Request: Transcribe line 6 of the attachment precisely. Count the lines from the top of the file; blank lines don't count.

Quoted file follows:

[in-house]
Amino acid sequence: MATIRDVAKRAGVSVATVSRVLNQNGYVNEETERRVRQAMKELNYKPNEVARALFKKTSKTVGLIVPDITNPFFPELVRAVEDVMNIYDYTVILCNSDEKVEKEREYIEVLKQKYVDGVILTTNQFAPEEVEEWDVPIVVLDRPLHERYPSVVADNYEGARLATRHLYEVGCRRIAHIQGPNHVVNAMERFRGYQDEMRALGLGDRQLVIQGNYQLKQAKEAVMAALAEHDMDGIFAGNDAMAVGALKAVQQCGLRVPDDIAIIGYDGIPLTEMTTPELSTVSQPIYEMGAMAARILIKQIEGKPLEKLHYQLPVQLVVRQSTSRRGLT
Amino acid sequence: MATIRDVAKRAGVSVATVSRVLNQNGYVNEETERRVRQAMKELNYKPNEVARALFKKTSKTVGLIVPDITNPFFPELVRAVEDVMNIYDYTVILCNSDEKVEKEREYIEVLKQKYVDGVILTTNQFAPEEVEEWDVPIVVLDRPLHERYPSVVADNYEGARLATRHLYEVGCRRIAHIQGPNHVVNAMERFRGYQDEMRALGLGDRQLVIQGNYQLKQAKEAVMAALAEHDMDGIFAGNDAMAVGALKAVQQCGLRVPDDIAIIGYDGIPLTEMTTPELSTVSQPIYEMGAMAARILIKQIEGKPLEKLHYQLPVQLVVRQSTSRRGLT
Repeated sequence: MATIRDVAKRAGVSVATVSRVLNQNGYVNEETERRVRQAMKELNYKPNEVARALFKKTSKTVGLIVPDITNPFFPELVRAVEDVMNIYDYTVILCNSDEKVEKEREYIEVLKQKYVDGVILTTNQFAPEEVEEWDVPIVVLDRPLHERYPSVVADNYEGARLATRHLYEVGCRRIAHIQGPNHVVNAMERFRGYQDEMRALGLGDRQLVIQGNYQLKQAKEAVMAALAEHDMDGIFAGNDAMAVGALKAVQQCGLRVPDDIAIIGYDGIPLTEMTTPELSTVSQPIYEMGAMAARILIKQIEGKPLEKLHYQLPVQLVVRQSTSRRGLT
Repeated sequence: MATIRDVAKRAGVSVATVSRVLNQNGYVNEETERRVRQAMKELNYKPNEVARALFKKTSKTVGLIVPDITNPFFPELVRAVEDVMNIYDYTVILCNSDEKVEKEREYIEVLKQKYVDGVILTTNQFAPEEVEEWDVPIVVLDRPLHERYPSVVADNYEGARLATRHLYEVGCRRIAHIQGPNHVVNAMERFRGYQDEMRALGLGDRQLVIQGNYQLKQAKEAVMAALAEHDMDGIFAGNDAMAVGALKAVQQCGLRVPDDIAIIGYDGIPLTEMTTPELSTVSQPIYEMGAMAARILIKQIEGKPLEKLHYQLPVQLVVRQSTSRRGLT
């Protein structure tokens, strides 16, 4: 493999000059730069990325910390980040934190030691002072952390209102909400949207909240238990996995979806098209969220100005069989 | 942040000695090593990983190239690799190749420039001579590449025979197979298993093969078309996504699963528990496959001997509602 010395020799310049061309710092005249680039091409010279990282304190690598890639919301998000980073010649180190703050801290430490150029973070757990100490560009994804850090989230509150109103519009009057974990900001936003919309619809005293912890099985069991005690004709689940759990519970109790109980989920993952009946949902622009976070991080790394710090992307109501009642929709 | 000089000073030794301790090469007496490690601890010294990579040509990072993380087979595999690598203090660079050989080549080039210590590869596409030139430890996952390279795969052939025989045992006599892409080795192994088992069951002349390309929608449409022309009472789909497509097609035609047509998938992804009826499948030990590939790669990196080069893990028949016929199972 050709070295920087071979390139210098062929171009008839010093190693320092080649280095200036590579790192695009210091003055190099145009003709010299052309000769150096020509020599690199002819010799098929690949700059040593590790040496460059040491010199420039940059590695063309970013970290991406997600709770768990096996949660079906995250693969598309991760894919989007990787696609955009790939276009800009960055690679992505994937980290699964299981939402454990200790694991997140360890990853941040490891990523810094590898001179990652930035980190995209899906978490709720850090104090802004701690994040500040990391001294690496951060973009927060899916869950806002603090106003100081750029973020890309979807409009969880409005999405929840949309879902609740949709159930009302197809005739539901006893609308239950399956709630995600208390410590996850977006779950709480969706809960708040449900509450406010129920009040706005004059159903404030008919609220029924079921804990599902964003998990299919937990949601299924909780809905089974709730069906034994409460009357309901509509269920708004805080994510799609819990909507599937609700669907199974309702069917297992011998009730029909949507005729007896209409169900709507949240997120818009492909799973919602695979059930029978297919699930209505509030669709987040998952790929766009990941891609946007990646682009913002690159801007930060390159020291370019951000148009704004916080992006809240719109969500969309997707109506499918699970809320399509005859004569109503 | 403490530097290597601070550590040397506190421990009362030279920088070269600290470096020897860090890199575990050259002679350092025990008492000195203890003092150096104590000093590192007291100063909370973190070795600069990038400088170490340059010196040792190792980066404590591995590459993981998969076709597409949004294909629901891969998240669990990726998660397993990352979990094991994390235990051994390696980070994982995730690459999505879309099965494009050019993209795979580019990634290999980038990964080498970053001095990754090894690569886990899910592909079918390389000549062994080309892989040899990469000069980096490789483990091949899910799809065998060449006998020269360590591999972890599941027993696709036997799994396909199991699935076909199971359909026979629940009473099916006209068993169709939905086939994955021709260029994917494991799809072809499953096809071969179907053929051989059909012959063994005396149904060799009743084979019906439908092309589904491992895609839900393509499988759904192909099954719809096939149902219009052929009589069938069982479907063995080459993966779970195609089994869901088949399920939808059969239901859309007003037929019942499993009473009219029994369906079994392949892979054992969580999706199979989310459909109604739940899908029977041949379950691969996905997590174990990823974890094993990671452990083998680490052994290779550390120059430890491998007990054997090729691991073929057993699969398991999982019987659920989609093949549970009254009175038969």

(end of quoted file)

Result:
């Protein structure tokens, strides 16, 4: 493999000059730069990325910390980040934190030691002072952390209102909400949207909240238990996995979806098209969220100005069989 | 942040000695090593990983190239690799190749420039001579590449025979197979298993093969078309996504699963528990496959001997509602 010395020799310049061309710092005249680039091409010279990282304190690598890639919301998000980073010649180190703050801290430490150029973070757990100490560009994804850090989230509150109103519009009057974990900001936003919309619809005293912890099985069991005690004709689940759990519970109790109980989920993952009946949902622009976070991080790394710090992307109501009642929709 | 000089000073030794301790090469007496490690601890010294990579040509990072993380087979595999690598203090660079050989080549080039210590590869596409030139430890996952390279795969052939025989045992006599892409080795192994088992069951002349390309929608449409022309009472789909497509097609035609047509998938992804009826499948030990590939790669990196080069893990028949016929199972 050709070295920087071979390139210098062929171009008839010093190693320092080649280095200036590579790192695009210091003055190099145009003709010299052309000769150096020509020599690199002819010799098929690949700059040593590790040496460059040491010199420039940059590695063309970013970290991406997600709770768990096996949660079906995250693969598309991760894919989007990787696609955009790939276009800009960055690679992505994937980290699964299981939402454990200790694991997140360890990853941040490891990523810094590898001179990652930035980190995209899906978490709720850090104090802004701690994040500040990391001294690496951060973009927060899916869950806002603090106003100081750029973020890309979807409009969880409005999405929840949309879902609740949709159930009302197809005739539901006893609308239950399956709630995600208390410590996850977006779950709480969706809960708040449900509450406010129920009040706005004059159903404030008919609220029924079921804990599902964003998990299919937990949601299924909780809905089974709730069906034994409460009357309901509509269920708004805080994510799609819990909507599937609700669907199974309702069917297992011998009730029909949507005729007896209409169900709507949240997120818009492909799973919602695979059930029978297919699930209505509030669709987040998952790929766009990941891609946007990646682009913002690159801007930060390159020291370019951000148009704004916080992006809240719109969500969309997707109506499918699970809320399509005859004569109503 | 403490530097290597601070550590040397506190421990009362030279920088070269600290470096020897860090890199575990050259002679350092025990008492000195203890003092150096104590000093590192007291100063909370973190070795600069990038400088170490340059010196040792190792980066404590591995590459993981998969076709597409949004294909629901891969998240669990990726998660397993990352979990094991994390235990051994390696980070994982995730690459999505879309099965494009050019993209795979580019990634290999980038990964080498970053001095990754090894690569886990899910592909079918390389000549062994080309892989040899990469000069980096490789483990091949899910799809065998060449006998020269360590591999972890599941027993696709036997799994396909199991699935076909199971359909026979629940009473099916006209068993169709939905086939994955021709260029994917494991799809072809499953096809071969179907053929051989059909012959063994005396149904060799009743084979019906439908092309589904491992895609839900393509499988759904192909099954719809096939149902219009052929009589069938069982479907063995080459993966779970195609089994869901088949399920939808059969239901859309007003037929019942499993009473009219029994369906079994392949892979054992969580999706199979989310459909109604739940899908029977041949379950691969996905997590174990990823974890094993990671452990083998680490052994290779550390120059430890491998007990054997090729691991073929057993699969398991999982019987659920989609093949549970009254009175038969």